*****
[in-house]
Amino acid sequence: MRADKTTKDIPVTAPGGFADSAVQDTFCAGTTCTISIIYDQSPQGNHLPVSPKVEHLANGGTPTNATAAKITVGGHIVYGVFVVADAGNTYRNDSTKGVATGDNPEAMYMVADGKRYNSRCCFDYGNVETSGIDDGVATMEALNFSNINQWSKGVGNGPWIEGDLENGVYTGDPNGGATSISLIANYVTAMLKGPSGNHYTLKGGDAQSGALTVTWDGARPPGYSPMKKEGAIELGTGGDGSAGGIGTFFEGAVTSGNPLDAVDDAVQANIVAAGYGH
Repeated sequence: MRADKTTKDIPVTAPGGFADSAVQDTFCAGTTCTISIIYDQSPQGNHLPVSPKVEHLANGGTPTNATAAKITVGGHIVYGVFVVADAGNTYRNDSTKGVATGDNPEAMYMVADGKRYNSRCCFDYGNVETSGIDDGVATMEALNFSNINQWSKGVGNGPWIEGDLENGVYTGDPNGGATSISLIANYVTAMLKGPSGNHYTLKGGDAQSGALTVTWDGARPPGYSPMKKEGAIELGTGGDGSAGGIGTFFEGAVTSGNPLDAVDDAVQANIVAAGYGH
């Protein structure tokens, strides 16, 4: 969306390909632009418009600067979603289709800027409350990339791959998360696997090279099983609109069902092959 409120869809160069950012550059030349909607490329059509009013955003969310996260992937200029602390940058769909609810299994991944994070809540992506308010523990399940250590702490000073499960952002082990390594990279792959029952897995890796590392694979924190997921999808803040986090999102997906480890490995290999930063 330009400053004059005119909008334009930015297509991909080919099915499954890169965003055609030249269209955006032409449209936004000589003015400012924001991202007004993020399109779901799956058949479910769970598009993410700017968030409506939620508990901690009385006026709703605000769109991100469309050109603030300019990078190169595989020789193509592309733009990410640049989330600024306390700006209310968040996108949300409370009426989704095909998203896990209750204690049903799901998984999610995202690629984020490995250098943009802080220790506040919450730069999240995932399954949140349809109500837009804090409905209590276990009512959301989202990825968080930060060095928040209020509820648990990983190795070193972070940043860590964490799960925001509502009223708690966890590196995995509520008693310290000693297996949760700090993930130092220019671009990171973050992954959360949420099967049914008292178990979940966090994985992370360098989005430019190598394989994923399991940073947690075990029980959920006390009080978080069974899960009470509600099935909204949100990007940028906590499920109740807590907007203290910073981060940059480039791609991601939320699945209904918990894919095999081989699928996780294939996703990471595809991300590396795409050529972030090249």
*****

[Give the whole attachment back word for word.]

[in-house]
Amino acid sequence: MRADKTTKDIPVTAPGGFADSAVQDTFCAGTTCTISIIYDQSPQGNHLPVSPKVEHLANGGTPTNATAAKITVGGHIVYGVFVVADAGNTYRNDSTKGVATGDNPEAMYMVADGKRYNSRCCFDYGNVETSGIDDGVATMEALNFSNINQWSKGVGNGPWIEGDLENGVYTGDPNGGATSISLIANYVTAMLKGPSGNHYTLKGGDAQSGALTVTWDGARPPGYSPMKKEGAIELGTGGDGSAGGIGTFFEGAVTSGNPLDAVDDAVQANIVAAGYGH
Repeated sequence: MRADKTTKDIPVTAPGGFADSAVQDTFCAGTTCTISIIYDQSPQGNHLPVSPKVEHLANGGTPTNATAAKITVGGHIVYGVFVVADAGNTYRNDSTKGVATGDNPEAMYMVADGKRYNSRCCFDYGNVETSGIDDGVATMEALNFSNINQWSKGVGNGPWIEGDLENGVYTGDPNGGATSISLIANYVTAMLKGPSGNHYTLKGGDAQSGALTVTWDGARPPGYSPMKKEGAIELGTGGDGSAGGIGTFFEGAVTSGNPLDAVDDAVQANIVAAGYGH
């Protein structure tokens, strides 16, 4: 969306390909632009418009600067979603289709800027409350990339791959998360696997090279099983609109069902092959 409120869809160069950012550059030349909607490329059509009013955003969310996260992937200029602390940058769909609810299994991944994070809540992506308010523990399940250590702490000073499960952002082990390594990279792959029952897995890796590392694979924190997921999808803040986090999102997906480890490995290999930063 330009400053004059005119909008334009930015297509991909080919099915499954890169965003055609030249269209955006032409449209936004000589003015400012924001991202007004993020399109779901799956058949479910769970598009993410700017968030409506939620508990901690009385006026709703605000769109991100469309050109603030300019990078190169595989020789193509592309733009990410640049989330600024306390700006209310968040996108949300409370009426989704095909998203896990209750204690049903799901998984999610995202690629984020490995250098943009802080220790506040919450730069999240995932399954949140349809109500837009804090409905209590276990009512959301989202990825968080930060060095928040209020509820648990990983190795070193972070940043860590964490799960925001509502009223708690966890590196995995509520008693310290000693297996949760700090993930130092220019671009990171973050992954959360949420099967049914008292178990979940966090994985992370360098989005430019190598394989994923399991940073947690075990029980959920006390009080978080069974899960009470509600099935909204949100990007940028906590499920109740807590907007203290910073981060940059480039791609991601939320699945209904918990894919095999081989699928996780294939996703990471595809991300590396795409050529972030090249």